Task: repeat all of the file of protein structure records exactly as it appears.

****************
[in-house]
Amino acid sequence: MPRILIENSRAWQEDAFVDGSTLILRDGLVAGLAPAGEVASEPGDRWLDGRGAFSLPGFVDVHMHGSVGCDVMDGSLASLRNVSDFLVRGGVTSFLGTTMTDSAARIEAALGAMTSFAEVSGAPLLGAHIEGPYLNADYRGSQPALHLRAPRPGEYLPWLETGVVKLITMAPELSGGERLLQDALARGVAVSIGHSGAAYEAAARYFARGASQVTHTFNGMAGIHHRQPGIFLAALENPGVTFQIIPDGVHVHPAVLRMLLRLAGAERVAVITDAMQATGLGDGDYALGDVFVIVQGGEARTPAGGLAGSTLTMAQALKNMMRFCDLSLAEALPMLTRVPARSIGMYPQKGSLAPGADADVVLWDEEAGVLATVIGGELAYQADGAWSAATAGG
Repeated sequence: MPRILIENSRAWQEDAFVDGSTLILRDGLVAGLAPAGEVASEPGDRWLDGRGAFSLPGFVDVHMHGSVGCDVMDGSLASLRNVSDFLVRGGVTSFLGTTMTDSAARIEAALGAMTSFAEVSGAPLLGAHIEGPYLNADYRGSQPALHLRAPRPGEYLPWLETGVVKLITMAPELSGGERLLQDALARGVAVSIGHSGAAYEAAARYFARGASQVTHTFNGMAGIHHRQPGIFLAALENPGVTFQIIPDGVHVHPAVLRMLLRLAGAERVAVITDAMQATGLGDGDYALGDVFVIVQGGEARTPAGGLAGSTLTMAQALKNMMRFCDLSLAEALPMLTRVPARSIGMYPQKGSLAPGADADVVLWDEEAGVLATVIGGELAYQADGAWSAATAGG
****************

[in-house]
Amino acid sequence: MPRILIENSRAWQEDAFVDGSTLILRDGLVAGLAPAGEVASEPGDRWLDGRGAFSLPGFVDVHMHGSVGCDVMDGSLASLRNVSDFLVRGGVTSFLGTTMTDSAARIEAALGAMTSFAEVSGAPLLGAHIEGPYLNADYRGSQPALHLRAPRPGEYLPWLETGVVKLITMAPELSGGERLLQDALARGVAVSIGHSGAAYEAAARYFARGASQVTHTFNGMAGIHHRQPGIFLAALENPGVTFQIIPDGVHVHPAVLRMLLRLAGAERVAVITDAMQATGLGDGDYALGDVFVIVQGGEARTPAGGLAGSTLTMAQALKNMMRFCDLSLAEALPMLTRVPARSIGMYPQKGSLAPGADADVVLWDEEAGVLATVIGGELAYQADGAWSAATAGG
Repeated sequence: MPRILIENSRAWQEDAFVDGSTLILRDGLVAGLAPAGEVASEPGDRWLDGRGAFSLPGFVDVHMHGSVGCDVMDGSLASLRNVSDFLVRGGVTSFLGTTMTDSAARIEAALGAMTSFAEVSGAPLLGAHIEGPYLNADYRGSQPALHLRAPRPGEYLPWLETGVVKLITMAPELSGGERLLQDALARGVAVSIGHSGAAYEAAARYFARGASQVTHTFNGMAGIHHRQPGIFLAALENPGVTFQIIPDGVHVHPAVLRMLLRLAGAERVAVITDAMQATGLGDGDYALGDVFVIVQGGEARTPAGGLAGSTLTMAQALKNMMRFCDLSLAEALPMLTRVPARSIGMYPQKGSLAPGADADVVLWDEEAGVLATVIGGELAYQADGAWSAATAGG